Impartial Quality Review
Summary: Unbiased review is one of the easiest and fastest ways of revealing insufficiency and giving opportunities to improve in your activities.
The person who wants to improve should, as much as possible, seek and encourage impartial feedback. Searching for opportunities to improve and reveal insufficiencies is related to all of the main topics of this web, that is, project management, IT and marketing. As well as almost any other activities. At the beginning, when you start doing something, on your own or with the help of someone, you find your way of doing it. Then you gradually alter it – according to your experience and to enhance your clients' satisfaction.
However, it would be naive to assume that the present system is always ideal and fully meeting your requirements. Therefore, it is right to verify and occasionally critically evaluate it. By the system is meant e.g. your equipment, as well as your entire inner work procedures, which influence your effectiveness, quality of your services or production etc.
The main reasons to impartially review your practice are as follows:
- In order to succeed in your business, you need to meet your client's expectations.
- Your routine might work well for you but is it optimal for your customers too?
- Comparison with others or a professional's judgement can bring interesting ideas and considerations, which lead to improvement.
- Circumstances are changing and suddenly your routine does not fully have to comply with new conditions. For instance, the company could significantly expand and have more employees, the market develops etc. When the changes of the circumstances are slow and continuous, there is a risk that you might not even notice them in time; and you realise the disadvantage of the current procedures only when the first bigger problems occur.
To make it clear what kind of improvement we can talk about and how exactly an impartial feedback can look like, let's have a look at two different examples. Both of also show different ways how the feedback can be accepted and how it effects the assessor's feelings.
Example of impartial quality review: Priessnitz spa
This summer I went on a very pleasant active holiday in Priessnitz Spa in the city of Jeseník. Being it a fascinating place where you can excellently regenerate and fill up your batteries in the enchanting nature, I do not mind praising them here. In spite of this, I noticed a few things, which could be done better and thus make my and my girlfriend's experiences even more pleasant. I do not say, these are necessarily big insufficiencies, but sometimes they might affect many guests, so it is worth the consideration:
- While checking in we received a number of oral information. Many of which could be printed and handed out on paper. For me personally, it would have been more convenient not only because I absorb better written information but also I could have concentrated on the most important information (e.g. the way to get to our room)
- Having explored several wings of the beautiful hotel and still not finding our room, I thought to myself that the navigation signs on the corridors do not quite fulfil their task; and we had no choice but to turn again to the busy reception.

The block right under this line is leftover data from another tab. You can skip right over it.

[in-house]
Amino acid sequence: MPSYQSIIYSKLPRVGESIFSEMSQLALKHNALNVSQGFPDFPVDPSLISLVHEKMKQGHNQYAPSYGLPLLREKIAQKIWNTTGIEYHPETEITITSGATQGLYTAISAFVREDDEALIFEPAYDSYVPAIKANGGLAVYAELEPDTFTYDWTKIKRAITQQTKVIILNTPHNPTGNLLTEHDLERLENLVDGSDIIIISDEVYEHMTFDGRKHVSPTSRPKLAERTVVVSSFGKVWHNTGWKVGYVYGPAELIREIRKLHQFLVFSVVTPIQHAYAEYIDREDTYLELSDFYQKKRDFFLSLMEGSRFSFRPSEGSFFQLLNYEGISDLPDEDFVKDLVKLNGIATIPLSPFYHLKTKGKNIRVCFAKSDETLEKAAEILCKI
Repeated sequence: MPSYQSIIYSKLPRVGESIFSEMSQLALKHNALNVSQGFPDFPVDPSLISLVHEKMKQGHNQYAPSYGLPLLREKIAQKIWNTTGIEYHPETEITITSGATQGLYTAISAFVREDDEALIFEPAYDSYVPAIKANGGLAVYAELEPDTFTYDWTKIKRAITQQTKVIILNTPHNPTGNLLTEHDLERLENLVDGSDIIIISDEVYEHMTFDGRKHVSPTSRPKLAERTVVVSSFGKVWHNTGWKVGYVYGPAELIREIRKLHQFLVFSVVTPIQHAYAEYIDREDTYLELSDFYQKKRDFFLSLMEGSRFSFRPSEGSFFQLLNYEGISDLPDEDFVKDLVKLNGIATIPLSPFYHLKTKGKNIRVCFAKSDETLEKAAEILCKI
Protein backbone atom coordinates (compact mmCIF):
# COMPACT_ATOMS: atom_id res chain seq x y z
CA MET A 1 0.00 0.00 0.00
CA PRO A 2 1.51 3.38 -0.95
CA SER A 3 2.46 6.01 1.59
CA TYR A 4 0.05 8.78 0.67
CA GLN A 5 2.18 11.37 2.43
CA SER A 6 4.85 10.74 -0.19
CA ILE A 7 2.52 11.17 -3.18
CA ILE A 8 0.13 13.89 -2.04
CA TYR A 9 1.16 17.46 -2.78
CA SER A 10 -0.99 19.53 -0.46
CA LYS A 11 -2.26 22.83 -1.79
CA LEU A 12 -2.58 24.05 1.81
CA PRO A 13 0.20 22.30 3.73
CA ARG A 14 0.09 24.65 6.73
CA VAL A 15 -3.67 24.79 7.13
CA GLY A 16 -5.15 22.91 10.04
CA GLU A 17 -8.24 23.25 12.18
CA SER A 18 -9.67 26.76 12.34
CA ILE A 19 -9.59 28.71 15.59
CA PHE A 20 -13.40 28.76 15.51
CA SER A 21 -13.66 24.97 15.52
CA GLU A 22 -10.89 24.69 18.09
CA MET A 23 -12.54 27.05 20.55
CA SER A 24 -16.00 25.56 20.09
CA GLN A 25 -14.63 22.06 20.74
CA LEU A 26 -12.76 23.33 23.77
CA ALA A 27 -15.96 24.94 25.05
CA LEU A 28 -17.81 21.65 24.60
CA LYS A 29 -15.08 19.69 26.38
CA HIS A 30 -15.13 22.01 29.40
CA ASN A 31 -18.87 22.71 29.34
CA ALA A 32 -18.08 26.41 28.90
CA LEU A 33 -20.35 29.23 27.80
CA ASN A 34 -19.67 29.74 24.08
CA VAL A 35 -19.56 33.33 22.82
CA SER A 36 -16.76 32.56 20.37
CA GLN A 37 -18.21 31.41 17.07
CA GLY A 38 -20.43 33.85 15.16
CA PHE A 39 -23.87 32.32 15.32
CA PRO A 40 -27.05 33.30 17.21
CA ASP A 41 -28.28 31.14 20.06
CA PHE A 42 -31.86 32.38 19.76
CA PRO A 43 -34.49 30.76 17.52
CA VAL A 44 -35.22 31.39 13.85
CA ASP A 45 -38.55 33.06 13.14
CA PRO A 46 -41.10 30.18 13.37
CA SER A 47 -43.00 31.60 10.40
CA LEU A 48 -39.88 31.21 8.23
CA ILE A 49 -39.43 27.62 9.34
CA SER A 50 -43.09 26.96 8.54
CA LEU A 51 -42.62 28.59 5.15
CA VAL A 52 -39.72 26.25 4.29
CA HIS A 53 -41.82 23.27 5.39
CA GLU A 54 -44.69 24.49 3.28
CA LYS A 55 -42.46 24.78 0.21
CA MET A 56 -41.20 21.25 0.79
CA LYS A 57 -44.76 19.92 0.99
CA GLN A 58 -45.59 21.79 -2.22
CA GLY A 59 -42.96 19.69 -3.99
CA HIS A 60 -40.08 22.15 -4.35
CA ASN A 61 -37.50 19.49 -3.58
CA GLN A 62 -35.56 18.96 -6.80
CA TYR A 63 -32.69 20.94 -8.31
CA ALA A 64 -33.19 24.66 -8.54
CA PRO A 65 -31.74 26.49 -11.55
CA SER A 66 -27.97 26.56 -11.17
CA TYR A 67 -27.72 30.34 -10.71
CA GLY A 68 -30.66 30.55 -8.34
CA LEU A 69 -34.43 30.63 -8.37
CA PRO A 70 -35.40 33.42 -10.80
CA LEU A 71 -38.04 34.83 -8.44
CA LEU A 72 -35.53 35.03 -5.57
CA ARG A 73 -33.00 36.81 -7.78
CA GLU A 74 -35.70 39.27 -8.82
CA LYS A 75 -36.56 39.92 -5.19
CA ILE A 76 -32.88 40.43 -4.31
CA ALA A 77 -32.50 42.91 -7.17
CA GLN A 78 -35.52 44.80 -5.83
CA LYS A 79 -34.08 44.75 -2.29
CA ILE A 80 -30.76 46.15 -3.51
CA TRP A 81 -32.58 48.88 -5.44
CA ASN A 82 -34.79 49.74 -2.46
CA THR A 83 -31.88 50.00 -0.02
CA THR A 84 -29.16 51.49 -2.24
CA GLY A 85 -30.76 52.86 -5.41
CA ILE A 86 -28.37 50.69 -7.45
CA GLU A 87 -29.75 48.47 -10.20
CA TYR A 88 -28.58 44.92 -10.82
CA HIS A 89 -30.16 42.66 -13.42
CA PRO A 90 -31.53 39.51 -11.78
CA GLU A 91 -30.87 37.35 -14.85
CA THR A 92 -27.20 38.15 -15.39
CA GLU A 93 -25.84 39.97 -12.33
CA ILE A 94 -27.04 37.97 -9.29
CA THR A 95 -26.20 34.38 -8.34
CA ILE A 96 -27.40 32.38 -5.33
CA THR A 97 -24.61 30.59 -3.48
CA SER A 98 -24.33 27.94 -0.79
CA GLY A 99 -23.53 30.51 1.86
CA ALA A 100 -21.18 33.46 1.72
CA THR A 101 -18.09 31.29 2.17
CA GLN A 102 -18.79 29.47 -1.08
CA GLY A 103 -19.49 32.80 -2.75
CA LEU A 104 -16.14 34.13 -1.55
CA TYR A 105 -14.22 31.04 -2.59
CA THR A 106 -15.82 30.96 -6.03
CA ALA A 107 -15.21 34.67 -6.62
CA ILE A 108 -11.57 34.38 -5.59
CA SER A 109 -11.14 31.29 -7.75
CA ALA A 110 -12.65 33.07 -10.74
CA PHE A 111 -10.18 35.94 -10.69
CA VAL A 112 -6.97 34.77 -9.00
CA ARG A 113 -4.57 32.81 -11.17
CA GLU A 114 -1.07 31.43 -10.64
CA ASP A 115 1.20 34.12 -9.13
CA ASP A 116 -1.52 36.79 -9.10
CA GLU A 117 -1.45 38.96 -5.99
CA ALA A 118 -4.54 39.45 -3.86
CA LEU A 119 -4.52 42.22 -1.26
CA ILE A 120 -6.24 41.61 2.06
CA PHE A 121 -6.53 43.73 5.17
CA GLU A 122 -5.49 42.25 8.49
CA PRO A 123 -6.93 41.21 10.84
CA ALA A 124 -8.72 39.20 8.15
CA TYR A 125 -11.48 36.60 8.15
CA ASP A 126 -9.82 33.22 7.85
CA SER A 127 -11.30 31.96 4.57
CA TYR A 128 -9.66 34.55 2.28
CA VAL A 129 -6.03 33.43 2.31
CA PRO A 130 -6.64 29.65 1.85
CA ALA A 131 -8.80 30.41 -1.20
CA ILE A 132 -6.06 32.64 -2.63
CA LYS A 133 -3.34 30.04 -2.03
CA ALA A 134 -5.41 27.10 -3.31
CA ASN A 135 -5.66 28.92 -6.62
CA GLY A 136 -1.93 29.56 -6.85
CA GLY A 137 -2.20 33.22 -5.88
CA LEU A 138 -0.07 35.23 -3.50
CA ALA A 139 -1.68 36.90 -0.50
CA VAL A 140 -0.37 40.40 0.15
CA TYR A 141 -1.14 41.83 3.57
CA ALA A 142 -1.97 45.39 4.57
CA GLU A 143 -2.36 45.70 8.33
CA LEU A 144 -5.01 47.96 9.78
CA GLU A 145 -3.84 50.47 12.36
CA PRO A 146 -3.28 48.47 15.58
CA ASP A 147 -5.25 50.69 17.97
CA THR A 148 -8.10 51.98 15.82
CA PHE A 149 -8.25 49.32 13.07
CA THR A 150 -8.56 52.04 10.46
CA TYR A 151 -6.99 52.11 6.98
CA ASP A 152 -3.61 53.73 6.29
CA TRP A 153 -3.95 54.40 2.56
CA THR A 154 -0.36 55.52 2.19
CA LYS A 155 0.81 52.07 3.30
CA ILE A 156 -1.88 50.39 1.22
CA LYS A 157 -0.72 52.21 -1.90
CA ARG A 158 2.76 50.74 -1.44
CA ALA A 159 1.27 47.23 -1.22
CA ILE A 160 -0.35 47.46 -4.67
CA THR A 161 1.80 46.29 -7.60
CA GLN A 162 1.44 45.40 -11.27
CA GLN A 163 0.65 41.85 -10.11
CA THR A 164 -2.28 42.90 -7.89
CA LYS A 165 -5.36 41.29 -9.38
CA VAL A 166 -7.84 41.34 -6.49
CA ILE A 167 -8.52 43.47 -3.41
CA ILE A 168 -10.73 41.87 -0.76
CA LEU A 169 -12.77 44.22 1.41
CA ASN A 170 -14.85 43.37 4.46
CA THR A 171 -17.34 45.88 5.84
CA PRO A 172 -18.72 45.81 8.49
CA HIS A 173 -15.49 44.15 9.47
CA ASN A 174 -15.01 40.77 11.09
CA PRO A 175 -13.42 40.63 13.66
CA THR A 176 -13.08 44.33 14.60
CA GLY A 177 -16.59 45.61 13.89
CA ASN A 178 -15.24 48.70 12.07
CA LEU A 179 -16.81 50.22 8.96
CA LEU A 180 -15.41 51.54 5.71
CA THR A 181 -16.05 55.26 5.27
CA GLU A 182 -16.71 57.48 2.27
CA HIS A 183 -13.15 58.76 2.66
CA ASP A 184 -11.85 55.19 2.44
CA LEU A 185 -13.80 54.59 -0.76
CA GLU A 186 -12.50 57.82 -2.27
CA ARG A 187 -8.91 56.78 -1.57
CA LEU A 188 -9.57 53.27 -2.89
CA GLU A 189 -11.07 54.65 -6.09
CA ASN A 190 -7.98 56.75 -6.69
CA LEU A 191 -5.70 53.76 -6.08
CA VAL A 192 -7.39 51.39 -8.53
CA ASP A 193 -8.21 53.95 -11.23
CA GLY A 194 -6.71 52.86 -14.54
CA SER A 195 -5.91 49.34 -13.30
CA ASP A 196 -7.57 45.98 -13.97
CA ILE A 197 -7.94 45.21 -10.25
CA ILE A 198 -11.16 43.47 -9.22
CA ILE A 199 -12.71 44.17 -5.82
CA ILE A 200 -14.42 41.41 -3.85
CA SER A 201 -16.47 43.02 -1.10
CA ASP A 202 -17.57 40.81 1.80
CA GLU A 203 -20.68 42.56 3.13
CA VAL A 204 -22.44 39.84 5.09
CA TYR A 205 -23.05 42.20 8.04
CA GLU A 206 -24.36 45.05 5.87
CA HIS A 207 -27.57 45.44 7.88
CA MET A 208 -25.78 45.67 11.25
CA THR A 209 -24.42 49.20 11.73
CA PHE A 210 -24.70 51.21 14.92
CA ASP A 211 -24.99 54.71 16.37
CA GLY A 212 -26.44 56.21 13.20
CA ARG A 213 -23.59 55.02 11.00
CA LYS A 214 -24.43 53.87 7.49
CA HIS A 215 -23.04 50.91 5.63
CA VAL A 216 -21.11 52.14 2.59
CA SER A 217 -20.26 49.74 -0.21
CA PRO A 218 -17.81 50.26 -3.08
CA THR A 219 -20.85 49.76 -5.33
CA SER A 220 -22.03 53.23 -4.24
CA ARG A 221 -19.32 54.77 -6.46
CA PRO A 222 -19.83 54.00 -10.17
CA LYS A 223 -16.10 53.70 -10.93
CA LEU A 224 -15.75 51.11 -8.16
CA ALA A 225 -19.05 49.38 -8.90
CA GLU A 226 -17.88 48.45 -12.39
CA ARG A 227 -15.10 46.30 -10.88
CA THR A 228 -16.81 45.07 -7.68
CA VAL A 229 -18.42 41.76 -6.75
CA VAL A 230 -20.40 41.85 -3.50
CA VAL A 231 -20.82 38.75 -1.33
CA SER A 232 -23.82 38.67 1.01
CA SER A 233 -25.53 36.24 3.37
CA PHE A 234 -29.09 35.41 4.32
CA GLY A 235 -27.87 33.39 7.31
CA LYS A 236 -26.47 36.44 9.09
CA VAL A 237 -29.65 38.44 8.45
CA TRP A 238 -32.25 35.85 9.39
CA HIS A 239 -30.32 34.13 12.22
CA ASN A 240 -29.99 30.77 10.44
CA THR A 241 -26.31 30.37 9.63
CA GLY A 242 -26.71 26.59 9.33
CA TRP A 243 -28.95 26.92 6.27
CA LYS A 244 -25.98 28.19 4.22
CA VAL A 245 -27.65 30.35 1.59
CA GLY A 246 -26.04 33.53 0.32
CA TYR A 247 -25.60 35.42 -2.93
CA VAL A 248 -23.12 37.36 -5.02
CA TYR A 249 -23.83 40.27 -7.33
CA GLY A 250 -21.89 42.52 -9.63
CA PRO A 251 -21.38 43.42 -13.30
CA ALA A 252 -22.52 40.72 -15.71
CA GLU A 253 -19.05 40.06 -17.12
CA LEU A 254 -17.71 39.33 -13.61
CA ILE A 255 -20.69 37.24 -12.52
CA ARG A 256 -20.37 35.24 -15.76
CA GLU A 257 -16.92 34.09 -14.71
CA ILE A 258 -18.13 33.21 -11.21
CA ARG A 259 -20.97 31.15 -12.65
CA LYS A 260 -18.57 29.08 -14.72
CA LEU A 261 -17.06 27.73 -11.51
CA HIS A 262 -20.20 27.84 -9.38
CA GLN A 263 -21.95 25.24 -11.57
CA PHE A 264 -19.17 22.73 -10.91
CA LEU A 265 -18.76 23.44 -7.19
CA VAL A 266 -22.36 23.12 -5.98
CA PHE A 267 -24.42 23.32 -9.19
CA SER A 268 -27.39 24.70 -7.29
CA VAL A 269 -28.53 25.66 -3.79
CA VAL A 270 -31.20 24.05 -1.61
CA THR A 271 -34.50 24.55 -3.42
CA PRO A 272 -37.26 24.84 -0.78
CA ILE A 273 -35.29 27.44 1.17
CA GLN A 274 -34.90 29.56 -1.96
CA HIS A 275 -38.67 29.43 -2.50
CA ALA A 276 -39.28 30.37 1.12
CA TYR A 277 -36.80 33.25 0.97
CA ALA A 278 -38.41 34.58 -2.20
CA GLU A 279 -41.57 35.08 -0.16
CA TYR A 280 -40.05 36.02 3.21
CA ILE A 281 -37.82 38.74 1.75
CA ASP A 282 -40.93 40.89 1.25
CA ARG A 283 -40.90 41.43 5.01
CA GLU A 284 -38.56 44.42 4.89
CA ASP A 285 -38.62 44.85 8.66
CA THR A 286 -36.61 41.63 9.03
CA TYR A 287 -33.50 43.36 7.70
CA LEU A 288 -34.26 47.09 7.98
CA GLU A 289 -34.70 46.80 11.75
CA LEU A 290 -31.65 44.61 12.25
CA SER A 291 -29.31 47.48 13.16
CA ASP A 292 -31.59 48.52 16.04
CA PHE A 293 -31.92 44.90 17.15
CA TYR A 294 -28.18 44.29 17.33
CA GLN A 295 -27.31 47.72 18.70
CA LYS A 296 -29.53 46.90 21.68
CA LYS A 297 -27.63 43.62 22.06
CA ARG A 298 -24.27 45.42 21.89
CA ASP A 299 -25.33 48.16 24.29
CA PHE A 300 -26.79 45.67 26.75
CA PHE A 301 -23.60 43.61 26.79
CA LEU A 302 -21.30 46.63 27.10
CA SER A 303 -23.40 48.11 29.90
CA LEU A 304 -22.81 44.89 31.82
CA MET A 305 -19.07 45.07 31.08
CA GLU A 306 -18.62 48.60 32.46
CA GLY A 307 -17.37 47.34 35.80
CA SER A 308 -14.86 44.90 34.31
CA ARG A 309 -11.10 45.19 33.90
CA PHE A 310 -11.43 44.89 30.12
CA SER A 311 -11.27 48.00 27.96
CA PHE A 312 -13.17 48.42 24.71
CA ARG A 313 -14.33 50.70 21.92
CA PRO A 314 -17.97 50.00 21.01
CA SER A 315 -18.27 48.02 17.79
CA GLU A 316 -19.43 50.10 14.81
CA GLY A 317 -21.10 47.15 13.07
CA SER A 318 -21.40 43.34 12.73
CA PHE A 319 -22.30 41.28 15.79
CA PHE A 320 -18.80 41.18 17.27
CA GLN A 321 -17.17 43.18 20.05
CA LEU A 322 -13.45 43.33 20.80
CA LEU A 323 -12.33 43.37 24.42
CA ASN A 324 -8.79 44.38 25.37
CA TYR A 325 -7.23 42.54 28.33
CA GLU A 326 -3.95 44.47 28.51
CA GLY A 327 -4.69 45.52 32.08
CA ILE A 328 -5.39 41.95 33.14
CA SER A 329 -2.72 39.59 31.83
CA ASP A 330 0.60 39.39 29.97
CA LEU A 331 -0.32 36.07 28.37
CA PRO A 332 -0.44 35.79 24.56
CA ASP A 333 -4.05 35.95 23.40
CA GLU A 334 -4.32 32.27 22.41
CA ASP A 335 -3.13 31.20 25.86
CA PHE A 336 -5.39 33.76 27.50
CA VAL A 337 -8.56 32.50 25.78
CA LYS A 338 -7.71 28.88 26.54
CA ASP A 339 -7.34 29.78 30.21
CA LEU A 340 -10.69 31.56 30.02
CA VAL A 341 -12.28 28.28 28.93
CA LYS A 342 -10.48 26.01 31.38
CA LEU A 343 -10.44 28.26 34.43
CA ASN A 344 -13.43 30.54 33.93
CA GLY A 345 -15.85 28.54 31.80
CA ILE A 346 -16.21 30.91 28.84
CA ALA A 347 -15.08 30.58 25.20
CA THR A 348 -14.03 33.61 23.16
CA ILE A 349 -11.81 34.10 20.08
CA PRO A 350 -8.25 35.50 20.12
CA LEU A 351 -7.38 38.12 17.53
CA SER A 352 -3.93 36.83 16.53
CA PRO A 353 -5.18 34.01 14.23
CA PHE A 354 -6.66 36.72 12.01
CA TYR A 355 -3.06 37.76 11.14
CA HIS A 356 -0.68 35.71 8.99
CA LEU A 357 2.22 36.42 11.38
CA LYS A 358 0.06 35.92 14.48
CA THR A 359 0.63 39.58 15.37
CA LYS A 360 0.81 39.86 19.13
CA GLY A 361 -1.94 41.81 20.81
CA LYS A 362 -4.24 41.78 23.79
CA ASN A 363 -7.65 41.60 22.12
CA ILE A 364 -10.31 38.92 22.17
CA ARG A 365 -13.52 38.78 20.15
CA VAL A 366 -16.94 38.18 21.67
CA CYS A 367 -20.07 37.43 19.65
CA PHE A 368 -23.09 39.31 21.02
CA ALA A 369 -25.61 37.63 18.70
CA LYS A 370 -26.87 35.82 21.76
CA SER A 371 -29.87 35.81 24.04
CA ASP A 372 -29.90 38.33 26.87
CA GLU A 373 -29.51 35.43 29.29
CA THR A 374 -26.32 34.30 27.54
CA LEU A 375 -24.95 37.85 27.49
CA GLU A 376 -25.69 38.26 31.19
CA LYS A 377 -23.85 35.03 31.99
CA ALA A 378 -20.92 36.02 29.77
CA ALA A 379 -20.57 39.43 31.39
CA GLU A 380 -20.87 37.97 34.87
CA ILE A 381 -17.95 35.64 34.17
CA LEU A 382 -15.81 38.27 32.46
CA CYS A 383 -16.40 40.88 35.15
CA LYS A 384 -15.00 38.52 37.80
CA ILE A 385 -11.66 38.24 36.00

- Upon arrival everyone receives a spa pass with his / her name written on it. Well, at least I had my name and surname on it, however, my girlfriend only had a mysterious number and my surname on it – "0877233410 Vlach". Since every time you attend a spa treatment they often call you by your name, in my opinion, the spa could make sure to have the right name on every card. Even though I could understand this from personal point of view, from the marketing point of view I consider this as a serious flaw. People tend to be rather sensitive about their names and like to have the feeling of being appreciated and paid enough attention to. When the spa does not take care of it, then it is up to the guest to choose either tolerate being called by a set of numbers during the entire stay or take the action in their hands and demand that the name is corrected by the busy receptionists who do not seem to correct it just by themselves.
- In case you pay extra for lunch or dinner, you get to choose from a big offer on the menu. You need to choose the day before. The chance of this choice was once unnecessarily taken from us, because no one told us beforehand that if you do not choose straight away in the morning, the personnel chooses for you instead.
- My last remark which I also regard as more serious is that nobody encouraged us to give feedback during our stay.
The Priessnitz hotel could be an even more pleasant place, if they listened to their guests' needs
I would like to emphasise that despite the small rebukes we enjoyed our stay very much due to the fact that the personnel were willing and kind, though they were busy. Having written them for the article anyway, I sent these remarks to the hotel quality manager, whose contact I found at their website. I believed I would do the spa a service in that way. Even after a fortnight, there was no reply to my e-mail, so my impressions are rather perplexed. And though I would like to visit this place again, I will know better than to take the trouble to share my opinion with them again.
Update: After publishing this article I have received an answer from the person responsible after all. She apologized for the time it took to respond and explained what precautions had been implemented upon my remarks.